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Divorced axe killer raises Pol Pot defence

A recent divorcee rammed his car into his former wife’s new partner and then used an axe on the defenceless man in a frenzied assault, a jury has heard.

But jurors have been asked to consider the impact of Cambodian dictator Pol Pot’s regime on Thanh Tran in deciding whether his axe attack amounts to murder or manslaughter.

Tran, then 75, attacked Pok Min Fah after the victim had dinner with Tran’s adult children and former wife, and walked out of the former marital home in Cabramatta West on March 14, 2019.

The 59-year-old made it just a few doors before being knocked into a kerb by Tran’s car.

An eyewitness is expected to tell the NSW Supreme Court jury he saw the car stop a few metres past Mr Fah and the driver go to the boot, pull out an object and walk to the fallen man.

Tran then struck Mr Fah “hard” numerous times, the Crown expects the witness to say.

A second eyewitness heard a bang, looked outside and saw Tran swing the axe “in a chopping motion multiple times at a fast pace with an angry look on his face”.

After his arrest, Tran told police he didn’t know the man he’d hit with his car, was attacked by the victim and then couldn’t control his emotions.

Tran also denied talking to his daughter about Mr Fah.

But the Crown expects Nina Tran to testify her father told her Mr Fah was behind her parents’ divorce.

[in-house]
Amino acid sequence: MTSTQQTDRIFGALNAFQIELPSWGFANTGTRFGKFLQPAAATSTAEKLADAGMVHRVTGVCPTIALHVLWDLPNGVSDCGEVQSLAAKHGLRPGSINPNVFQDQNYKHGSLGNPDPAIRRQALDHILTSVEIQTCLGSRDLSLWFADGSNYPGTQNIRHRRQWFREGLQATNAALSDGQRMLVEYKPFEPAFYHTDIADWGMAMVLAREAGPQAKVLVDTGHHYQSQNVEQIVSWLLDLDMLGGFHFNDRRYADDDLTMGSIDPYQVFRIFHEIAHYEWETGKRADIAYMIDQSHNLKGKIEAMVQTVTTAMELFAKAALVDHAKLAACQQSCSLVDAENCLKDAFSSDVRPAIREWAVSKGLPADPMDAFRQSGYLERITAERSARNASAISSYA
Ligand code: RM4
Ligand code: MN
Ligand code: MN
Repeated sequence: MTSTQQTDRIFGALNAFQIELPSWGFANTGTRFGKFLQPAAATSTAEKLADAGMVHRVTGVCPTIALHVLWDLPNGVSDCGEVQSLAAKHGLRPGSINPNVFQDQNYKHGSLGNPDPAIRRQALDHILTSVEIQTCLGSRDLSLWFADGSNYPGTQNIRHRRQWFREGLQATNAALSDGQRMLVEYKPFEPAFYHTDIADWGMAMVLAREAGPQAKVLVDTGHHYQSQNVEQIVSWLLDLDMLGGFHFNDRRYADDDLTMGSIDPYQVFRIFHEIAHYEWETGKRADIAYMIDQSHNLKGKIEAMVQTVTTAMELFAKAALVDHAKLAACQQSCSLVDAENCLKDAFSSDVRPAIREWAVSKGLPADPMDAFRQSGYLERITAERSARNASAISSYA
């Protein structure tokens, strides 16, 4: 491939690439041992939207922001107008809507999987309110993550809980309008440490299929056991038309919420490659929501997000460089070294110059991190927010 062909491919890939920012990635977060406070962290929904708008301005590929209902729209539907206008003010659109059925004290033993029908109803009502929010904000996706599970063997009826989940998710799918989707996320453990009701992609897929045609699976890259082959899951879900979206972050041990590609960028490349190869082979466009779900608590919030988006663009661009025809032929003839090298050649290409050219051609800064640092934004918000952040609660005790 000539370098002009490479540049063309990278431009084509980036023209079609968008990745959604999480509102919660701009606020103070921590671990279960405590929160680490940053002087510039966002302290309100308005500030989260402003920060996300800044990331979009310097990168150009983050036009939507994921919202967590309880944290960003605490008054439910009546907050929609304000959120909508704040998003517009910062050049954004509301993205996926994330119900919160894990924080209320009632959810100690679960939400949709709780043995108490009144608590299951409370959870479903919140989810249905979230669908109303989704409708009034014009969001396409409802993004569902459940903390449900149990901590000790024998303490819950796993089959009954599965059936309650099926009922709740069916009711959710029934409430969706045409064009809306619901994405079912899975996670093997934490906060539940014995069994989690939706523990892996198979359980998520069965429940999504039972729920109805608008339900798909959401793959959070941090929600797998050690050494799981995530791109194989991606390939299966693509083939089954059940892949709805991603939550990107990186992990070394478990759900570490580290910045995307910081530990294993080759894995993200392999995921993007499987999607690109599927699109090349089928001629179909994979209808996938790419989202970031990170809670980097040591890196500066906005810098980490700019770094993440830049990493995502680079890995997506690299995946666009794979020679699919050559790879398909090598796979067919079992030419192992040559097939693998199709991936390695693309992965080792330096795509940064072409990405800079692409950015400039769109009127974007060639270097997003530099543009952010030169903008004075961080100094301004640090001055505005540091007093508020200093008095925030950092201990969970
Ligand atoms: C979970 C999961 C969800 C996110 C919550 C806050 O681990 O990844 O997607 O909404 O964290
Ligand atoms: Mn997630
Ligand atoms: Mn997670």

“I expect Nina to tell you the accused told her the deceased was a bad person, that he’d ruined the family and that he was the reason for the divorce,” the prosecutor told jurors on Monday.

During one phone conversation with her father, it was apparent the accused knew Mr Fah was visiting the marital home, though the daughter wasn’t clear on how that was, the jury was told.

A small pair of binoculars were found on the car’s passenger seat.

The severe injuries inflicted by Mr Tran were awful and it was hard to not feel “enormous sympathy” for the defenceless victim of the frenzied assault, Tran’s lawyer told jurors.

“It might appear to you at first blush as a case of Mr Tran being a jealous ex-husband who couldn’t deal with the divorce and separation from his family,” Janet Manuell SC said.

“But is it so simple?”

Jurors would hear evidence of Tran’s experiences with the Khmer Rouge, including becoming a forced labourer and witnessing atrocities.

“People who were close to him just disappeared,” she said.

Tran escaped into Vietnam and then Thailand before coming to Australia in the mid-1980s.

Ms Manuell said Tran’s traumatic experience didn’t justify his killing of Mr Fah.

But at the close of the murder trial, she anticipated she would argue he was impacted by post-traumatic stress disorder and depression, the enormous losses in his life and his witnessing of “some of the worst atrocities imaginable”.

Those factors could lead jurors to find Tran had a partial defence to murder due to an abnormality of his mind that left him unable to control himself at the time of the attack.

Tran has pleaded not guilty to murder but guilty to manslaughter.

The trial resumes on Tuesday.

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